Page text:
Is the US shutdown bullish or bearish?

A reader recently asked me what I thought about the effect the government shutdown would have on asset markets. Obviously, I have no crystal ball but here are some thoughts. The dearth of safe assets is key.

US government bonds: the key developments for bond markets are two-fold. First, every day we have a shutdown, we erase $300 million from US GDP. As the shutdown is in a third day, we have already lost nearly $1 billion in output. Factor in negative externalities and you get in the order of 0.3% down (see estimates here). A 15- to 20-day shutdown gets you to about zero growth for the US economy in Q4. That’s when negative externalities from reduced mortgage approvals, consumer retrenchment, and reduced business sentiment start to add up. These numbers are worse than some of the other numbers you will see. I believe that the government fiscal spending multiplier is greater than one because we are still deleveraging. The shutdown can re-kindle a psychology of deleveraging that amplifies lost government output. That is bullish for government bonds because it means rates will remain lower for longer.

On the other hand, the spectre of default increases volatility for US bonds, particularly near-dated paper. And we have already seen the markets tacking on this risk premium. That’s bond bearish but only in a limited way and on specific maturities. If we have an actual default, I would expect a flight to safety to reduce bond yields. Government debt is still the safe haven asset class. This will amplify the difference in yields between different debt maturities. And that opens up the potential for arbitrage opportunities in government bonds and their derivative markets.

Equities: As yields fall, we should expect market multiples to rise as discount rates will be lower. Future cash flows will be more valuable, something particularly important for equities. However, I expect this favourable outcome to be relevant for a very short shutdown, 5-10 days at the most. Beyond this, all of the negative externalities come to the fore. And the market psychology moves into multiple contraction mode due to expected future earnings fall. The hallmark of a bull market is multiple expansion, And this expansion comes from an increase in risk appetite, an extrapolation of present conditions into the future, and a decline in discount yields. A prolonged shutdown risks a bear market because future expected earnings fall and multiples will contract. Risk appetite declines and worsening present conditions are extrapolated. So, overall the shutdown will have a negative impact on equities if it continues.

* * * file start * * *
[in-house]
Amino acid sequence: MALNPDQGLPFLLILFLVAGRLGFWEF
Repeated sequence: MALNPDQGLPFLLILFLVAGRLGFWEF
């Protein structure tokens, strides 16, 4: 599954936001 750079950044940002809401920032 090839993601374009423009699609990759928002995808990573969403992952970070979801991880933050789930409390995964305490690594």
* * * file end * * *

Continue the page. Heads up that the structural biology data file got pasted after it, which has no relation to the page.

Corporate bonds: Yields have remained low. So asset managers are reaching for yield. That has been bullish for corporate bonds, particularly high yield. However, high yield and convertible bonds are two hybrid asset classes with a lot of overlap with equities. We should expect that a longer shutdown causes high yield to switch (violently) from their abnormal positive correlation with Treasurys to a negative one. High yield will then have a positive correlation with equities. All around, a longer shutdown – and a larger fiscal multiplier – implies serious negative implications. It also implies a violent reversion to the mean for corporate profit margins. That’s negative for high yield and convertible bonds. The flight to quality will also cause a wholesale shift out of risk assets into safe assets. Only a very few corporations in the US are AAA-rated. And that means corporate bonds will suffer.

Currencies: We have already seen the dollar weaken against a basket of currencies, particularly the euro. I would expect this trend to continue with the shutdown. Of particular importance regarding private portfolio preferences for safe assets is the lack of non-government sector AAA-rated paper in the US. The dearth of safe assets combined with the threat of federal government default could be particularly pernicious for the US dollar. It would cause a wholesale rush into safe assets in other currencies.

Gold: The shutdown is a fundamentally deflationary economic event. There is no reason to believe that gold will benefit from this event. I would be a seller of precious metals here.

Commodities: As with gold and precious metals, commodities have no upside in a fundamentally economically deflationary environment. However, we should expect industrial commodities to underperform relative to agricultural commodities, Capital expenditure will take it on the chin as the impact of the shutdown expands.

Of all of these asset classes, what we should be looking for is volatility. The key is areas where the market reaction is violent. We should seek areas where we might be able to take advantage via a hedge or an outsized bet. I believe that the lack of safe assets in the US represents a critical factor in how private portfolio preferences might shift if the market mood turns to risk off. Currencies, equities and high yield are areas where I would expect the biggest volatility.

*Note that nowhere have I mentioned QE. And that’s because I believe QE will have no impact. These other forces are more fundamental. QE works mainly through private portfolio preference and expectations. And they have only derivative impact.

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